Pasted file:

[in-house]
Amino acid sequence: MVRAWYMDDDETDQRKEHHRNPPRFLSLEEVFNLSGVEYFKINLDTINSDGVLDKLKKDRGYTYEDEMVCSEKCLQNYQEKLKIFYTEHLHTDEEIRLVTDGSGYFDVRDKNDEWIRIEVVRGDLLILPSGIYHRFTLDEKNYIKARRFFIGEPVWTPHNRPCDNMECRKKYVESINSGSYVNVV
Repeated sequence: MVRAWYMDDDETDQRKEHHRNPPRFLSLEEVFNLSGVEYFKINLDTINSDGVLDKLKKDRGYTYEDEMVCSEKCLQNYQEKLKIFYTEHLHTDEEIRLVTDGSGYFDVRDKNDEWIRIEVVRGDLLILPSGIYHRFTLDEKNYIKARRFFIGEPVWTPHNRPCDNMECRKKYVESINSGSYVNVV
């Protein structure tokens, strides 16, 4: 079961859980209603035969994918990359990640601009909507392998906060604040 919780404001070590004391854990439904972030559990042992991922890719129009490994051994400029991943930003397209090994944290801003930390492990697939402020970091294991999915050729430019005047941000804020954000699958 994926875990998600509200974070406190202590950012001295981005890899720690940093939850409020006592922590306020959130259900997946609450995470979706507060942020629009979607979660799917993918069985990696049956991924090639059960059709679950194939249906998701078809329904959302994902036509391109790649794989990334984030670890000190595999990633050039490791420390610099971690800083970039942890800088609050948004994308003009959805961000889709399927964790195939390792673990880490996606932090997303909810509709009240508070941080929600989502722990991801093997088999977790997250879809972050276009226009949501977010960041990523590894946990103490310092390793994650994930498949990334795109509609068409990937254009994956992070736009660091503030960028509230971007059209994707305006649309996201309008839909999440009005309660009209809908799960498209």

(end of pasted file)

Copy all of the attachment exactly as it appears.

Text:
[in-house]
Amino acid sequence: MVRAWYMDDDETDQRKEHHRNPPRFLSLEEVFNLSGVEYFKINLDTINSDGVLDKLKKDRGYTYEDEMVCSEKCLQNYQEKLKIFYTEHLHTDEEIRLVTDGSGYFDVRDKNDEWIRIEVVRGDLLILPSGIYHRFTLDEKNYIKARRFFIGEPVWTPHNRPCDNMECRKKYVESINSGSYVNVV
Repeated sequence: MVRAWYMDDDETDQRKEHHRNPPRFLSLEEVFNLSGVEYFKINLDTINSDGVLDKLKKDRGYTYEDEMVCSEKCLQNYQEKLKIFYTEHLHTDEEIRLVTDGSGYFDVRDKNDEWIRIEVVRGDLLILPSGIYHRFTLDEKNYIKARRFFIGEPVWTPHNRPCDNMECRKKYVESINSGSYVNVV
């Protein structure tokens, strides 16, 4: 079961859980209603035969994918990359990640601009909507392998906060604040 919780404001070590004391854990439904972030559990042992991922890719129009490994051994400029991943930003397209090994944290801003930390492990697939402020970091294991999915050729430019005047941000804020954000699958 994926875990998600509200974070406190202590950012001295981005890899720690940093939850409020006592922590306020959130259900997946609450995470979706507060942020629009979607979660799917993918069985990696049956991924090639059960059709679950194939249906998701078809329904959302994902036509391109790649794989990334984030670890000190595999990633050039490791420390610099971690800083970039942890800088609050948004994308003009959805961000889709399927964790195939390792673990880490996606932090997303909810509709009240508070941080929600989502722990991801093997088999977790997250879809972050276009226009949501977010960041990523590894946990103490310092390793994650994930498949990334795109509609068409990937254009994956992070736009660091503030960028509230971007059209994707305006649309996201309008839909999440009005309660009209809908799960498209």